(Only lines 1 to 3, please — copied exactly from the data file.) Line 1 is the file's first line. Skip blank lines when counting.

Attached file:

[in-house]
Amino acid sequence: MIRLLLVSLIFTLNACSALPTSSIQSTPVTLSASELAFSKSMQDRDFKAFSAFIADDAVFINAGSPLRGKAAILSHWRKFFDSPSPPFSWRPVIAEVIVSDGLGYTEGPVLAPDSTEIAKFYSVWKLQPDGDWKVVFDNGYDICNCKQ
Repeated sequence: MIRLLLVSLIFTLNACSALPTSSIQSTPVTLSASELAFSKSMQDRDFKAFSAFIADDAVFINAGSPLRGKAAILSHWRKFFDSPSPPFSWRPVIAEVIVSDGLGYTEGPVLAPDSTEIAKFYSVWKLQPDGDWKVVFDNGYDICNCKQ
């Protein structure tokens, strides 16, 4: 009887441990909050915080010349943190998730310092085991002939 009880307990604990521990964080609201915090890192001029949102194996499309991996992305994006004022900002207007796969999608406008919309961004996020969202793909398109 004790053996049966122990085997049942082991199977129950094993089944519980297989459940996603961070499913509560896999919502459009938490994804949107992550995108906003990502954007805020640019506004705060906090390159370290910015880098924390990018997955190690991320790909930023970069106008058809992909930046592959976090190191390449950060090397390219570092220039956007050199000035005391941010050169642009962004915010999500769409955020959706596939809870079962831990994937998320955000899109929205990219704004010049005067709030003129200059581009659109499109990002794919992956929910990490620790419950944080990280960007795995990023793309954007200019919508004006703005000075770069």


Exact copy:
[in-house]
Amino acid sequence: MIRLLLVSLIFTLNACSALPTSSIQSTPVTLSASELAFSKSMQDRDFKAFSAFIADDAVFINAGSPLRGKAAILSHWRKFFDSPSPPFSWRPVIAEVIVSDGLGYTEGPVLAPDSTEIAKFYSVWKLQPDGDWKVVFDNGYDICNCKQ
Repeated sequence: MIRLLLVSLIFTLNACSALPTSSIQSTPVTLSASELAFSKSMQDRDFKAFSAFIADDAVFINAGSPLRGKAAILSHWRKFFDSPSPPFSWRPVIAEVIVSDGLGYTEGPVLAPDSTEIAKFYSVWKLQPDGDWKVVFDNGYDICNCKQ